The deluge that has engulfed parts of central and southern England for January has been the worst since records began in 1910. Horse owners are feeling its effects more than most as they battle through the never-ending mud.
The rain has dented the racing calendar, with 23 fixtures cancelled due to waterlogged ground in January. Last week Kempton hosted a Flat fixture for jumps horses on the all-weather track to give horses a run amid the abandonments (see Nick Scholfield’s blog)
The rain has also caused havoc for pointing. Last month Horseheath racecourse in Cambridgeshire cancelled all its 2014 fixtures after the surface was deemed unsafe to race on due to the prolonged wet weather (see p10). Other meets such as the South Durham Farmers Club at Mordon have also been forced to cancel due to standing water on the track.
Event season under threat
As more rain is forecast for the coming weeks on already saturated ground, there is growing concern about the start of the event season, scheduled to begin in less than a month.
British Eventing’s chief executive Mike Etherington-Smith said: “The weather is creating some challenges in terms of event preparation. As always everyone is doing their best to get ready for the start of the season.”
The organiser of Isleham in Cambridgeshire (1-2 March) Jackie Seddon said that she had “no major concerns” at the moment but admitted that it was fortunate that all course changes had been carried out in early January.
“Timing with the recent weather was critical and luckily we got it right,” she added.
Some event riders have still been able to get in some pre-season training, thanks to two new purpose-built all-weather cross-country courses.
Aston-le-Walls in Northamptonshire recently unveiled its new three-acre facility and Pontispool Equine Sports Centre in Somerset opened a two-acre all-weather cross-country course on Saturday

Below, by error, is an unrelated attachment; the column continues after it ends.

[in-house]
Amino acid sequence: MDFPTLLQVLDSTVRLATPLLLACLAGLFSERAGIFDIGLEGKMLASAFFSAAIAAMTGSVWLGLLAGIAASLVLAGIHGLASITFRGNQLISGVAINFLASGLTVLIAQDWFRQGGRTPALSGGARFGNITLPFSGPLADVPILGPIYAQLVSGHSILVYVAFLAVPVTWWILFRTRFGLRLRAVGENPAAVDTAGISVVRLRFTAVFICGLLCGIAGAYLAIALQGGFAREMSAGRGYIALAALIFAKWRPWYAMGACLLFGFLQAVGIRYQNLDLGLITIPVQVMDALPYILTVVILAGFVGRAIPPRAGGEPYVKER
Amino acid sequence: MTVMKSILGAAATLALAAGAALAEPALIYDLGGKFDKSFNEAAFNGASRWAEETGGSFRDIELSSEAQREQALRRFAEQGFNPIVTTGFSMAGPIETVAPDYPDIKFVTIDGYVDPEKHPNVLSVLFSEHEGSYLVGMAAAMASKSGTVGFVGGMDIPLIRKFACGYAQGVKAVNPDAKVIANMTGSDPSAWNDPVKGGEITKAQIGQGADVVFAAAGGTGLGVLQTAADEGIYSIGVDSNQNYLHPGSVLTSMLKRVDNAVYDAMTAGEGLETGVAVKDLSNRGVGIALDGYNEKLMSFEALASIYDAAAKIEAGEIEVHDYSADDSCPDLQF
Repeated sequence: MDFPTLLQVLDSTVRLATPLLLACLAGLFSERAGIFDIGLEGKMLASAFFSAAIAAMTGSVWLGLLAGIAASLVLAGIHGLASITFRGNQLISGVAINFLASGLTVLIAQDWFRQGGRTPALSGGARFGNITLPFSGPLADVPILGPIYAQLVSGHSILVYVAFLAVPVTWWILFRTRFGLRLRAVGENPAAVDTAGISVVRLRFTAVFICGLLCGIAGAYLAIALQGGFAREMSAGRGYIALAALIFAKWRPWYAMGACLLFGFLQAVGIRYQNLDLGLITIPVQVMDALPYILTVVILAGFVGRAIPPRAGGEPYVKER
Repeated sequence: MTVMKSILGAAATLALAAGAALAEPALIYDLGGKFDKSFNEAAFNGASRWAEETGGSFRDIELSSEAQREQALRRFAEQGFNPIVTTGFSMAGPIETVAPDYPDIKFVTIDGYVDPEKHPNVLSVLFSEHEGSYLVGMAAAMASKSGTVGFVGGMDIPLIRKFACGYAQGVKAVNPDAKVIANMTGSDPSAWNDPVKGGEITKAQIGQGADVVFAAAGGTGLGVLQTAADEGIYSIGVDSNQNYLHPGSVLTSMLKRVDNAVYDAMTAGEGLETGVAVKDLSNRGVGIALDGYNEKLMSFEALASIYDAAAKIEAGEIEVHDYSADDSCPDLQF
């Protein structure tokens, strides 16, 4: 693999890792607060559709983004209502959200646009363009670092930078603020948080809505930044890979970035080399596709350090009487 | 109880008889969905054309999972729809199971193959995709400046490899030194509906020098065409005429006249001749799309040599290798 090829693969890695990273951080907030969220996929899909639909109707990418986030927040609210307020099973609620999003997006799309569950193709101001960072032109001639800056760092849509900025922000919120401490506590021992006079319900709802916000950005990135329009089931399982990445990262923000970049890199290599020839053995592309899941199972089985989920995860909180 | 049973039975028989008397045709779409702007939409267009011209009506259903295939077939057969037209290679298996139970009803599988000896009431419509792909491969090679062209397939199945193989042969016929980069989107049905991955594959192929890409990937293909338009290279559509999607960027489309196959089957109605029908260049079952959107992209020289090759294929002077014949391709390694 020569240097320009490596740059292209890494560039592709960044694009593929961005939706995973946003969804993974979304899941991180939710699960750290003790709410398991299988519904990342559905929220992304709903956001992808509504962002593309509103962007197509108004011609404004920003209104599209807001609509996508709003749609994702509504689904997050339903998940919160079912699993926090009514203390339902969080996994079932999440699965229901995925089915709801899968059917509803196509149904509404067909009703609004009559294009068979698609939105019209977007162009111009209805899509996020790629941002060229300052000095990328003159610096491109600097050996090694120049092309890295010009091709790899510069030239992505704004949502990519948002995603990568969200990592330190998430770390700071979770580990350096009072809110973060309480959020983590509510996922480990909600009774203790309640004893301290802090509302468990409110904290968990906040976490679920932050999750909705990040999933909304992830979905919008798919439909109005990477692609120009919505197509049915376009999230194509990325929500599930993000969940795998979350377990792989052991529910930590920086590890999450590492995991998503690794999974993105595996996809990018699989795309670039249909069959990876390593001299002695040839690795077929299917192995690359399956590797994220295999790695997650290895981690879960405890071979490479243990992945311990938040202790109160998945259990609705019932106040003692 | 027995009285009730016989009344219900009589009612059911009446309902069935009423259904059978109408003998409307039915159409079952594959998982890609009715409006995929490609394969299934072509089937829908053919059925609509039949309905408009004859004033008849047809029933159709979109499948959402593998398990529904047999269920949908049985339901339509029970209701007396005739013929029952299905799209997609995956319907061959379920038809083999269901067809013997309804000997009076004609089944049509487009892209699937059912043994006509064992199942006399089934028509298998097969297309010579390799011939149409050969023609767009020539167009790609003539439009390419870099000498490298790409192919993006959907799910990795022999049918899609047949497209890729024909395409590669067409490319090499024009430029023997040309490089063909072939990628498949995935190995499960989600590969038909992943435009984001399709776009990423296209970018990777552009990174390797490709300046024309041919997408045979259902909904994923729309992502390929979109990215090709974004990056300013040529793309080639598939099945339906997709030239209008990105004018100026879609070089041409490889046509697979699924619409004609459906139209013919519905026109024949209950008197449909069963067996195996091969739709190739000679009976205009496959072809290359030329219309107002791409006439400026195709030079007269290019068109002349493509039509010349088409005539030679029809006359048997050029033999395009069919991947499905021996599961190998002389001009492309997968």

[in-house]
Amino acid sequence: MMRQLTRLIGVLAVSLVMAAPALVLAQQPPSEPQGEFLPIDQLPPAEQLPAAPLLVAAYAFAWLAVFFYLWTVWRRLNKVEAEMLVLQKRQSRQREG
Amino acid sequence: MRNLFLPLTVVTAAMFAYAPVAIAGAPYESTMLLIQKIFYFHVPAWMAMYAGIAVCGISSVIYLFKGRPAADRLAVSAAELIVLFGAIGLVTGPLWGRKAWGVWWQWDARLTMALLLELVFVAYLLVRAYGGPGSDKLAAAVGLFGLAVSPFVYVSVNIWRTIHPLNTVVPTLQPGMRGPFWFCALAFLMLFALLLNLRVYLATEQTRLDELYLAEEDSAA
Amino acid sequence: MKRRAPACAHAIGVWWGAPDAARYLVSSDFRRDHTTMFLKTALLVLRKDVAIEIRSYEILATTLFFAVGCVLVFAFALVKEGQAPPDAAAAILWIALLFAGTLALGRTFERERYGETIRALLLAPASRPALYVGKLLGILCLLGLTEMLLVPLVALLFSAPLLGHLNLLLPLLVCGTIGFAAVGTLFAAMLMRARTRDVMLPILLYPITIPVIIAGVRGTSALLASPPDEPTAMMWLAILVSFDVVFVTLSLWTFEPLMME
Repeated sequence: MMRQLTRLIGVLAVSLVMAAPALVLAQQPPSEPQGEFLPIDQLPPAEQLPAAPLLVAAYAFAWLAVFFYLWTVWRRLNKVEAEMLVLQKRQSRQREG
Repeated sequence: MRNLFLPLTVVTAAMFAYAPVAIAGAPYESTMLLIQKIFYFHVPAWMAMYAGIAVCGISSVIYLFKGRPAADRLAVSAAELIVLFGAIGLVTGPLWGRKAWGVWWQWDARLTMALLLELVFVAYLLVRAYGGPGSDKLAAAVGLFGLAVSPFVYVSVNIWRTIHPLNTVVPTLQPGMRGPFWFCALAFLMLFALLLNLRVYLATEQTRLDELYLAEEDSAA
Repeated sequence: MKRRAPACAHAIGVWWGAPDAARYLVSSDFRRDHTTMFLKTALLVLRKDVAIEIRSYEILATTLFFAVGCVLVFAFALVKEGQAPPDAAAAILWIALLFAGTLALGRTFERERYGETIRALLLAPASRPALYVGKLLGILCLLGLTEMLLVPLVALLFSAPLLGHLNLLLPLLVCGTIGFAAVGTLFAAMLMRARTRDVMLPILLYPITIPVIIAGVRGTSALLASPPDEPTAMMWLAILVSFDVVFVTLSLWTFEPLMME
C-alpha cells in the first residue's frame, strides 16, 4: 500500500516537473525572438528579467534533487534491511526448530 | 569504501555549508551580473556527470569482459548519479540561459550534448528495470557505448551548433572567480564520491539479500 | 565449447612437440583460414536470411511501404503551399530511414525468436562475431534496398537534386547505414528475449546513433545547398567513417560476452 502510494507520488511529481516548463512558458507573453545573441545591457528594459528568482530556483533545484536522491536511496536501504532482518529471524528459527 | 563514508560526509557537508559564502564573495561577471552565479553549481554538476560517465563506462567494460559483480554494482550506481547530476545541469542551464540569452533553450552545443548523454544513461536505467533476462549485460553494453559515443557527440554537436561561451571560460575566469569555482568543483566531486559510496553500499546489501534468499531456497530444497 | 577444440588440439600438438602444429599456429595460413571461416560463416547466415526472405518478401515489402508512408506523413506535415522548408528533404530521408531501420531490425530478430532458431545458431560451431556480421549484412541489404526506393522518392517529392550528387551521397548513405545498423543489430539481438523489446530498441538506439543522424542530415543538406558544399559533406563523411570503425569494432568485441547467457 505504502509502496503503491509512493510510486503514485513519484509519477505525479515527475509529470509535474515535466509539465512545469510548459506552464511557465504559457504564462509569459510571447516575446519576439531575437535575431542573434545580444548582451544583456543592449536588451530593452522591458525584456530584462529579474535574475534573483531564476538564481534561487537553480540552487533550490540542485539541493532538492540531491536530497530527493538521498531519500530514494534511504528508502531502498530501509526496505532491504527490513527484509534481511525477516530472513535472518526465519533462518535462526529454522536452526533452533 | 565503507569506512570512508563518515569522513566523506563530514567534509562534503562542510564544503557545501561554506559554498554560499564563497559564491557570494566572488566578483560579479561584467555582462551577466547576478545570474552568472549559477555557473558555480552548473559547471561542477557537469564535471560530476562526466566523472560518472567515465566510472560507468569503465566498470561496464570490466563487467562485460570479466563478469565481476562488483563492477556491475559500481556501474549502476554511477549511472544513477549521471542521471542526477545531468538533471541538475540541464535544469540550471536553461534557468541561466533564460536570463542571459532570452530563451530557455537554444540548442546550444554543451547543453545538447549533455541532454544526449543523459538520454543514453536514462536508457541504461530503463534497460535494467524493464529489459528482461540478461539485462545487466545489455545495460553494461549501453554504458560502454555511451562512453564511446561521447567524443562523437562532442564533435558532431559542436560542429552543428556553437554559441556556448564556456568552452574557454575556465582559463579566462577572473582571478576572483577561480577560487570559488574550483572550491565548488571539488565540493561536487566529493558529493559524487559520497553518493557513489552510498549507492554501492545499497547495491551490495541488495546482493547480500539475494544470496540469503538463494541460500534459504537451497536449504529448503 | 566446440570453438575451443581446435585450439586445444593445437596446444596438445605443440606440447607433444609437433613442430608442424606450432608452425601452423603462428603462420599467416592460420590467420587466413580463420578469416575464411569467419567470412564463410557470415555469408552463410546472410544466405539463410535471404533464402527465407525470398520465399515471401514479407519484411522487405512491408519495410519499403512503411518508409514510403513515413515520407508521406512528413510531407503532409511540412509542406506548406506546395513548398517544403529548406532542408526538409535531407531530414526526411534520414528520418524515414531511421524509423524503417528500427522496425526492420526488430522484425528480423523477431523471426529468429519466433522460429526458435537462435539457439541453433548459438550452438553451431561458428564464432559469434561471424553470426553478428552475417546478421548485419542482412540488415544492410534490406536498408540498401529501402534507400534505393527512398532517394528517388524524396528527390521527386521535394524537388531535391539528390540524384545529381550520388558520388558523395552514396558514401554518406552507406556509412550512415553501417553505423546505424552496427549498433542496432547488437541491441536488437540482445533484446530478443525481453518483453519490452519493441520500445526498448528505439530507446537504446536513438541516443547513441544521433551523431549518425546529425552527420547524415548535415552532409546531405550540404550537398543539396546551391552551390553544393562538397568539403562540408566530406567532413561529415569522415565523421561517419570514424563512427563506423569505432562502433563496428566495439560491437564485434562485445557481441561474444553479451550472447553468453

“It has been a big investment,” Pontispool’s owner Richard Mitford-Slade told H&H. “But for us it’s an insurance policy against the weather. Since the awful summer of 2012 and the following winter it was just an obvious solution.”
Pontispool’s all-weather cross-country course is fully booked for the next three weeks and Mr Mitford-Slade now plans to increase the area by a further 2,000 square metres.
Other competitors have not been as lucky. Endurance rider Annie Joppe, who is hoping to qualify for the World Equestrian Games, is struggling to find enough dry land to train on in Cornwall.
“In a normal year I would be able to combine canter work around the field headlands, hillwork on the moors and increasingly long canters on the three-mile long beach at Perranporth,” she said.
“This year, however, even the basic fitness work was challenging: howling gales, the lanes like rivers and my poor school more like a pond.”
Other riders have had to watch their fields and stables being destroyed by the constant deluge.
H&H reader Katherine Soley moved to a new purpose-built yard in Grittleton, Wilts, in October but is now doing emergency construction work as her stable block is subsiding due to constant flooding.
“The weather has brought utter misery to what was supposed to be my dream yard,” she said.
“I have had to evacuate all horses in the block. The base needs underpinning in an attempt to stabilise the building.”
Too late to help
Agricultural groundwork companies told H&H that they have received an unprecedented amount of calls in the past month from people struggling with flooding.
Although there are solutions available, such as improving drainage or putting in underground storage crates to collect and store the water, the sodden ground is hampering efforts.
“Sometimes there are very easy solutions, but any work needs to be considered and planned,” said a spokesman from ground drainage company Owls Hall Environmental. “People should call in a specialist to look at the problem now. But the work will probably need to be carried out when the land is dryer.”
Mark Snelson from equestrian construction and groundwork specialist Groundlines told H&H that a lot of his projects had been forced to “grind to a halt”.
“We just physically can’t do very much,” he added. “My heart goes out to people but there isn’t a quick fix once the damage is done.”
This article was first published in Horse & Hound magazine (6 February, 2014)